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Cyber Security: Windows 10 has a critical vulnerability, not yet patched

Cyber Security: Windows 10 Has A Critical Vulnerability, Not Yet Patched

The cyber security experts: Windows 10 has a critical vulnerability, not yet patched. It has been dubbed “SMBGhost” and affects the Server Message Block (SMB) network communications protocol. It’s wormable

Microsoft Windows 10 has a critical vulnerability, not yet patched. It has been dubbed “SMBGhost” by cyber security experts (CVE-2020-0796). This flaw affects the Server Message Block (SMB) 3.0 network communications protocol. If successfully exploited by an attacker, could enable remote and arbitrary code execution and potentially take control of the system. Moreover, it is “wormable.” This means that an attacker could move from victim to victim a similar way that the EternalBlue SMB exploit enabled WannaCry to spread so quickly. Microsoft tuesday released a bunch of updates to patch security vulnerabilities in various products. A total of 115 vulnerabilities has been fixed, but not the CVE-2020-0796. However, the company in the last hours released a note on how to disable the SMBv3 compression, as MalwareHunterTeam (one of the first reasearchers who discovered the vulnerability), reports.

Microsoft confirmed the flaw in an advisory: Aware of a remote code execution vulnerability in the way that the Microsoft Server Message Block 3.1.1 (SMBv3) protocol handles certain requests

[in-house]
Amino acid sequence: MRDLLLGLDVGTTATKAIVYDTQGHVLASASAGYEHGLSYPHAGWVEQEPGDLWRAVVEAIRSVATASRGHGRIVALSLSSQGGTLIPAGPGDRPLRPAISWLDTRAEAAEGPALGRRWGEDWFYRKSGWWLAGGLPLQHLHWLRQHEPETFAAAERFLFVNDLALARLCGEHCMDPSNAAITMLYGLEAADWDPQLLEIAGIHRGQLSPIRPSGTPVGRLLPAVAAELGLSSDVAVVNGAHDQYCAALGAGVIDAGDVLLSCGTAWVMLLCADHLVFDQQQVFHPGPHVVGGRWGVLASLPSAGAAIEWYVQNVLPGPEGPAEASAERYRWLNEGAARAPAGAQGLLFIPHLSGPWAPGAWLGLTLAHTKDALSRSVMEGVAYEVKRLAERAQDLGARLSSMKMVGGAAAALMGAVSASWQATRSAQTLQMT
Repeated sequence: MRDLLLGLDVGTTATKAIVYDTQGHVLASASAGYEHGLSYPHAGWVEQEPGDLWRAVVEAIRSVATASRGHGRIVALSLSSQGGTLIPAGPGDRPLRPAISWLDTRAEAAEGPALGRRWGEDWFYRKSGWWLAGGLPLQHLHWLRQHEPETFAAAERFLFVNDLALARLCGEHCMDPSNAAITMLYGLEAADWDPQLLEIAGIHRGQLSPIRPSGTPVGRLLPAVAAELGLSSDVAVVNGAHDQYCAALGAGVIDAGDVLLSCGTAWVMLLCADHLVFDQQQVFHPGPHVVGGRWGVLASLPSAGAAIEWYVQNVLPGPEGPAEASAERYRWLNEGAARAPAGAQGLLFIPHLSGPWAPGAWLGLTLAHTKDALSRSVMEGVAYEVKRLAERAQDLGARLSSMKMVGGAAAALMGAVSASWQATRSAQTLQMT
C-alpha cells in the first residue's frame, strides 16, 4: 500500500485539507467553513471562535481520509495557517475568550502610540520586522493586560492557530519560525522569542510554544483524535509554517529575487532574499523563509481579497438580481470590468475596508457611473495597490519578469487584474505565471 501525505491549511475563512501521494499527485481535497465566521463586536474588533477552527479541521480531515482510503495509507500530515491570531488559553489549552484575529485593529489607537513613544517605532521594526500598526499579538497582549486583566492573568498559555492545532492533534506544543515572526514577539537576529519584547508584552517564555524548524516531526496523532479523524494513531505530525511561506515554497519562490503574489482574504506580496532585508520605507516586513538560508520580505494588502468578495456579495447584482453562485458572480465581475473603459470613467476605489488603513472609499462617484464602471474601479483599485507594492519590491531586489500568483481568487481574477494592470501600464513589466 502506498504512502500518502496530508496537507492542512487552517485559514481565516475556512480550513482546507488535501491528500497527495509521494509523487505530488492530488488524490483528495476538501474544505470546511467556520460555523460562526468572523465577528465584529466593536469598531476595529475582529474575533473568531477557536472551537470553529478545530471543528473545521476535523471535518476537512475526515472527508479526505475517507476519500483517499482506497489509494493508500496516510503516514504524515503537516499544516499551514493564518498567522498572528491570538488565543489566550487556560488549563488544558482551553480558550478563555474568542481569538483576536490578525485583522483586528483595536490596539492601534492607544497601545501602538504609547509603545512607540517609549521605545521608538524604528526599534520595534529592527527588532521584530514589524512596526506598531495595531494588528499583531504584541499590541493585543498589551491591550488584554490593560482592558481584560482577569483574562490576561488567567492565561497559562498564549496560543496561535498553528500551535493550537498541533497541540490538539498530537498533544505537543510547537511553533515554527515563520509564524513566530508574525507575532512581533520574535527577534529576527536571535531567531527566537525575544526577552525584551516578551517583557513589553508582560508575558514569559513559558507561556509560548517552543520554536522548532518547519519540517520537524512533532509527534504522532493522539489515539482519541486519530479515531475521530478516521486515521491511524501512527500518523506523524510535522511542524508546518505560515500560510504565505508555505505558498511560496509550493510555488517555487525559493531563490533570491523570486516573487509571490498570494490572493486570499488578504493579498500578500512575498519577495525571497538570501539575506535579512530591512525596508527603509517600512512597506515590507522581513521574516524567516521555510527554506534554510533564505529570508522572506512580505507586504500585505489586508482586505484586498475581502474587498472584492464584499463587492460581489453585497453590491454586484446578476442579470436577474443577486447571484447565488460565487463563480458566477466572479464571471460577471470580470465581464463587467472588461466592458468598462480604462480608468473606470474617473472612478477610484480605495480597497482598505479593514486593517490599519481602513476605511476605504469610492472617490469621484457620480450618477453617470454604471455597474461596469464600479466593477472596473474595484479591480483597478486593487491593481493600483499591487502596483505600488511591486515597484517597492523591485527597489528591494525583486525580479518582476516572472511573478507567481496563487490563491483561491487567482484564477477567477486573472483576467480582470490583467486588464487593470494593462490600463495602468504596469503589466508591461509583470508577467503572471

Microsoft also confirmed the Windows 10’s SMBGhost vulnerability in a cyber security advisory. In the report, the company stated that “is aware of a remote code execution vulnerability in the way that the Microsoft Server Message Block 3.1.1 (SMBv3) protocol handles certain requests. An attacker who successfully exploited the vulnerability could gain the ability to execute code on the target SMB Server or SMB Client. To exploit the vulnerability against an SMB Server, an unauthenticated attacker could send a specially crafted packet to a targeted SMBv3 Server. To exploit the vulnerability against an SMB Client, an unauthenticated attacker would need to configure a malicious SMBv3 Server and convince a user to connect to it. We will update this advisory when updates are available”. At the moment, there is no evidence suggesting that the flaw has been exploited. However, a part from disabling SMB compression, there aren’t any mitigating factors.

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